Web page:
Early on in my pregnancy, I decided that I would like to try to exclusively breastfeed my baby. I took some breastfeeding classes. I ordered a good breast pump and a huge pack of special freezer bags. Two weeks after my daughter was born, we met with a lactation consultant to make sure breastfeeding was going okay. (It was, and still is, and it’s working out just fine.)
What I didn’t expect was for breastfeeding to be a full time job (in addition to my first full time job of raising a child, and my other part-time job that pays the bills.) I also didn’t understand how much of an emotional roller coaster breastfeeding would be. My daughter is six months old now and, as she grows, I have been reflecting on the number times I have cried about my breast milk. My husband jokes that I need one of those signs that resets itself when I cry. It’s currently been 0 Days since I last cried. The sign would only ever get to three days.
I cried because I thought my daughter wasn’t getting enough to eat. (She was.)
I cried about sore nipples.
I cried about having enough of a milk supply in the freezer to go back to work after eight weeks.
I got the flu and cried as I was throwing up in a bucket over my nursing daughter.
After a very successful pumping session at 3 a.m., in a dazed stupor, I accidentally dropped the bottle and spilled all the contents on my copy of The Womanly Art of Breastfeeding. I laughed at the irony. But then I cried. A lot.
I cried when my mom poured 3 oz. of my breast milk down the drain after leaving a bottle out all night. I cried about my dad telling me that he was not sure I was feeding her enough. (I am.)
I have cried about eating enough calories in any given day without worrying about my weight.
I managed to hold it together the first time I had to pump in the storage closet at work during my lunch break. But then I cried on my way home that same day about being stuck in traffic with engorged breasts.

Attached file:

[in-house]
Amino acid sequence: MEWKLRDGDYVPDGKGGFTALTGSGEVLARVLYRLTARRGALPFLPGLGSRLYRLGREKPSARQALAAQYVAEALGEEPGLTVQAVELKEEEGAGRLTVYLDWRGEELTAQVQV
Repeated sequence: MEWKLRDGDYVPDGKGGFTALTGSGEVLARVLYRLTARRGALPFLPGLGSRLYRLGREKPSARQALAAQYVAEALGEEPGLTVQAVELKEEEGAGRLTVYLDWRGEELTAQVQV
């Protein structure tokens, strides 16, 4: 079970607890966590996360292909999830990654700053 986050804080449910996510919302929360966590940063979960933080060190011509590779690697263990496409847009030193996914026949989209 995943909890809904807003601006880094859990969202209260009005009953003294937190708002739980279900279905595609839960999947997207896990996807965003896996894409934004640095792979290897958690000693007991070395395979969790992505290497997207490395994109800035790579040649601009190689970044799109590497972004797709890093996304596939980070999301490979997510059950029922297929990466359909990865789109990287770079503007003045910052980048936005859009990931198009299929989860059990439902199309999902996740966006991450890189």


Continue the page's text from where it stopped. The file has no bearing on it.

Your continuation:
I cried coming home early from the first date night with my husband in four months because I actually thought my breasts were going to explode.
I have cried many times because I don’t want to be touched by my husband after my daughter has been latched on most of the day and, for the love of all things holy, I just need some physical space.
… about a sink full of dirty dishes and no place to wash the 20 different pump parts.
… about choosing to feed my daughter some donor milk.
… about the constant worry of “drying up.”
… about leaking at awkward times.
… about how much time I spend glued to the couch watching mindless TV.
… about not being able to enjoy a gin and tonic, a cup of coffee, or sauerkraut without worrying about the effect it could have for my daughter.
“It’s currently been 0 Days since I last cried.” The sign would only ever get to three days.
I cry because I am jealous of moms with an oversupply, even though I know that’s also problematic.
I cry thinking about how some moms desperately want to breastfeed but can’t.
I have cried about how much I actually enjoy breastfeeding. I know I will miss it when my daughter doesn’t need me in this way anymore.
I cry because my wonderful husband will never be able to understand what I’m going through. Even though he tries his absolute hardest and has supported me in every single way possible.
I don’t know if I ever could have been prepared for how emotional breastfeeding would be. Nobody could have possibly warned me. When other moms ask me about breastfeeding I often joke that I will never tell my daughter not to cry over spilled milk, because I certainly have.